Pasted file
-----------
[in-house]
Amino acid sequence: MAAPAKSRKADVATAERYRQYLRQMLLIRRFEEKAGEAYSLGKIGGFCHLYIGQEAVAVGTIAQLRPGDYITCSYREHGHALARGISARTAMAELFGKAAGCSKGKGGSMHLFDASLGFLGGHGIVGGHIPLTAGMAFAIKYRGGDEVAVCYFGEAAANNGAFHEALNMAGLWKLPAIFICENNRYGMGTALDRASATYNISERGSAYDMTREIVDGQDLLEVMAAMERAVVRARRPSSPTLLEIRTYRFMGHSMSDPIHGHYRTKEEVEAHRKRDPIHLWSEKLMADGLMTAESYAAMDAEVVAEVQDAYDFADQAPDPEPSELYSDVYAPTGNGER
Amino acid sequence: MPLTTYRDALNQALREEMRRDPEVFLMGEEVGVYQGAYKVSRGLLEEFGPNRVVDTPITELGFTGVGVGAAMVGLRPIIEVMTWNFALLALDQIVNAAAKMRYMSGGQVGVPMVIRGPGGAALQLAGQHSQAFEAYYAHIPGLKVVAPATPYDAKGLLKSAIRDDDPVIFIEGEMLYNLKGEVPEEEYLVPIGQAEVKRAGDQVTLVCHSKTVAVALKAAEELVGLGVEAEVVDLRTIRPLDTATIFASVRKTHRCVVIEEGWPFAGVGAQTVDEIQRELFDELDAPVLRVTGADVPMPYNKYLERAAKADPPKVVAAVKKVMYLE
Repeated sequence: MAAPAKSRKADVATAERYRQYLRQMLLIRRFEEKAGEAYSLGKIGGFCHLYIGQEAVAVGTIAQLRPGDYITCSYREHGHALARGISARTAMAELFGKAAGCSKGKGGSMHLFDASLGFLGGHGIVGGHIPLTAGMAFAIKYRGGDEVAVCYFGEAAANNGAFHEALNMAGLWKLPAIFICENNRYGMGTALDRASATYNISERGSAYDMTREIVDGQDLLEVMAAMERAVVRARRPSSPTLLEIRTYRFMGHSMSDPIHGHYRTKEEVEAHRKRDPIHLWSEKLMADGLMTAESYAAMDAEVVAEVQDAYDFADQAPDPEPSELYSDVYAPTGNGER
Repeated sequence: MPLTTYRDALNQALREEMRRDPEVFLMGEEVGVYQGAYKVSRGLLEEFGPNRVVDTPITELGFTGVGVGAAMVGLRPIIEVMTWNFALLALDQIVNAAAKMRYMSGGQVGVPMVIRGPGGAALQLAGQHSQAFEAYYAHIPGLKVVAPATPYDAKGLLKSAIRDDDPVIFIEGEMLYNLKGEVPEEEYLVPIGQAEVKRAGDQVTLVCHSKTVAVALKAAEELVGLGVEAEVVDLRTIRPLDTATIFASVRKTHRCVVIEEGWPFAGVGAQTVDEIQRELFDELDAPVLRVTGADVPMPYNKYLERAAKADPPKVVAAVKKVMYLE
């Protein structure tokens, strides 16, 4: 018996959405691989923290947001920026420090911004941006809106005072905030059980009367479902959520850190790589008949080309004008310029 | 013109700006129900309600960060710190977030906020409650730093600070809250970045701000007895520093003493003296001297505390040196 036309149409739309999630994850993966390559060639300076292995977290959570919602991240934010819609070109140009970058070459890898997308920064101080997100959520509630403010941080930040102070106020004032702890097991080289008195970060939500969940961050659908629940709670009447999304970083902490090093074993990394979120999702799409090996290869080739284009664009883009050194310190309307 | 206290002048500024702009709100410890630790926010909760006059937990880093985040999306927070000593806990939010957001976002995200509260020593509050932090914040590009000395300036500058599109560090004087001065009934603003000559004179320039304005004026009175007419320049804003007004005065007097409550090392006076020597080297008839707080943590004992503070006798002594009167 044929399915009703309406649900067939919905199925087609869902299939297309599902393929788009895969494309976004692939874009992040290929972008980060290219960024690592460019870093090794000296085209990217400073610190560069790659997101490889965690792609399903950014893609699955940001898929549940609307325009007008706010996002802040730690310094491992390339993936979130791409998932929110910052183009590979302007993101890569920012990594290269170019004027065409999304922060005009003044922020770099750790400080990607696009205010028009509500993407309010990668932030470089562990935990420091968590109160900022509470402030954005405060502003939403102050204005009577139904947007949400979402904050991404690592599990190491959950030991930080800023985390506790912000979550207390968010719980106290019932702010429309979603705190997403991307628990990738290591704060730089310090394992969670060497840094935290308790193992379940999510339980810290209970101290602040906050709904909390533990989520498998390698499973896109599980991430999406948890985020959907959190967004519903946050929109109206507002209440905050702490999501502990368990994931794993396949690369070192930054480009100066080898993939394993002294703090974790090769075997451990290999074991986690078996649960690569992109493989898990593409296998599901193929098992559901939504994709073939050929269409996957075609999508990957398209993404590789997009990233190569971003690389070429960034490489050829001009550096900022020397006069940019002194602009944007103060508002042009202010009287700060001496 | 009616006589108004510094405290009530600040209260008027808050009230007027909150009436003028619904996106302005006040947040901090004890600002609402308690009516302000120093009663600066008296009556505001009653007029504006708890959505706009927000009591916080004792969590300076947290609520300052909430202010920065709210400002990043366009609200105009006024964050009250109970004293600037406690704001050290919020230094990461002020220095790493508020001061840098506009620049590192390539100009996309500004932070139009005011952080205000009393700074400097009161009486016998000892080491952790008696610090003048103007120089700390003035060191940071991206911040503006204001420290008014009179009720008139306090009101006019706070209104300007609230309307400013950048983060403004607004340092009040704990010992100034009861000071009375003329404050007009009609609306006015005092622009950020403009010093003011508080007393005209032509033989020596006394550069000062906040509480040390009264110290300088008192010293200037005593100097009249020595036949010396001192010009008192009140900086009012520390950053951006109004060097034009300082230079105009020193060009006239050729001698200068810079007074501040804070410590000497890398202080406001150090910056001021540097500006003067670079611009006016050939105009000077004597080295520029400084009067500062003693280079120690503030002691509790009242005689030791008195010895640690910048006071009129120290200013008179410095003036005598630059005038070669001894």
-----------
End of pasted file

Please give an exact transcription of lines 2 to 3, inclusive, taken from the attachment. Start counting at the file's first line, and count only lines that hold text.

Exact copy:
Amino acid sequence: MAAPAKSRKADVATAERYRQYLRQMLLIRRFEEKAGEAYSLGKIGGFCHLYIGQEAVAVGTIAQLRPGDYITCSYREHGHALARGISARTAMAELFGKAAGCSKGKGGSMHLFDASLGFLGGHGIVGGHIPLTAGMAFAIKYRGGDEVAVCYFGEAAANNGAFHEALNMAGLWKLPAIFICENNRYGMGTALDRASATYNISERGSAYDMTREIVDGQDLLEVMAAMERAVVRARRPSSPTLLEIRTYRFMGHSMSDPIHGHYRTKEEVEAHRKRDPIHLWSEKLMADGLMTAESYAAMDAEVVAEVQDAYDFADQAPDPEPSELYSDVYAPTGNGER
Amino acid sequence: MPLTTYRDALNQALREEMRRDPEVFLMGEEVGVYQGAYKVSRGLLEEFGPNRVVDTPITELGFTGVGVGAAMVGLRPIIEVMTWNFALLALDQIVNAAAKMRYMSGGQVGVPMVIRGPGGAALQLAGQHSQAFEAYYAHIPGLKVVAPATPYDAKGLLKSAIRDDDPVIFIEGEMLYNLKGEVPEEEYLVPIGQAEVKRAGDQVTLVCHSKTVAVALKAAEELVGLGVEAEVVDLRTIRPLDTATIFASVRKTHRCVVIEEGWPFAGVGAQTVDEIQRELFDELDAPVLRVTGADVPMPYNKYLERAAKADPPKVVAAVKKVMYLE